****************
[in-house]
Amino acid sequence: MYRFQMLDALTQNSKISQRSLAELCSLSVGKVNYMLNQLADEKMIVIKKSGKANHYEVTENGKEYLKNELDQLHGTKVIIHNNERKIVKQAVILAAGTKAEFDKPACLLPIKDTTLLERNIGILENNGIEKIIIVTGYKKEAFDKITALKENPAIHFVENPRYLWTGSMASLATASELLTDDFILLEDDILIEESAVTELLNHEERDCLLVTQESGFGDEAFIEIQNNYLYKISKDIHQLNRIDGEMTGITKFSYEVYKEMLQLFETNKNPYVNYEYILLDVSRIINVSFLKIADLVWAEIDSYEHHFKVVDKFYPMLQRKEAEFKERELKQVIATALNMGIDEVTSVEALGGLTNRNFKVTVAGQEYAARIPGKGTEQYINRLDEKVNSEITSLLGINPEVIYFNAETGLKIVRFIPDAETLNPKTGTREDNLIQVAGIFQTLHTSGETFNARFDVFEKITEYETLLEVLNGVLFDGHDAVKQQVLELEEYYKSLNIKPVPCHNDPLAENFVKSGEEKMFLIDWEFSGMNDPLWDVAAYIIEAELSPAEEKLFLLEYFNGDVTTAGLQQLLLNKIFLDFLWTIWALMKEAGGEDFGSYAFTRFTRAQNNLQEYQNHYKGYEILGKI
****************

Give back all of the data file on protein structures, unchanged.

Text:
[in-house]
Amino acid sequence: MYRFQMLDALTQNSKISQRSLAELCSLSVGKVNYMLNQLADEKMIVIKKSGKANHYEVTENGKEYLKNELDQLHGTKVIIHNNERKIVKQAVILAAGTKAEFDKPACLLPIKDTTLLERNIGILENNGIEKIIIVTGYKKEAFDKITALKENPAIHFVENPRYLWTGSMASLATASELLTDDFILLEDDILIEESAVTELLNHEERDCLLVTQESGFGDEAFIEIQNNYLYKISKDIHQLNRIDGEMTGITKFSYEVYKEMLQLFETNKNPYVNYEYILLDVSRIINVSFLKIADLVWAEIDSYEHHFKVVDKFYPMLQRKEAEFKERELKQVIATALNMGIDEVTSVEALGGLTNRNFKVTVAGQEYAARIPGKGTEQYINRLDEKVNSEITSLLGINPEVIYFNAETGLKIVRFIPDAETLNPKTGTREDNLIQVAGIFQTLHTSGETFNARFDVFEKITEYETLLEVLNGVLFDGHDAVKQQVLELEEYYKSLNIKPVPCHNDPLAENFVKSGEEKMFLIDWEFSGMNDPLWDVAAYIIEAELSPAEEKLFLLEYFNGDVTTAGLQQLLLNKIFLDFLWTIWALMKEAGGEDFGSYAFTRFTRAQNNLQEYQNHYKGYEILGKI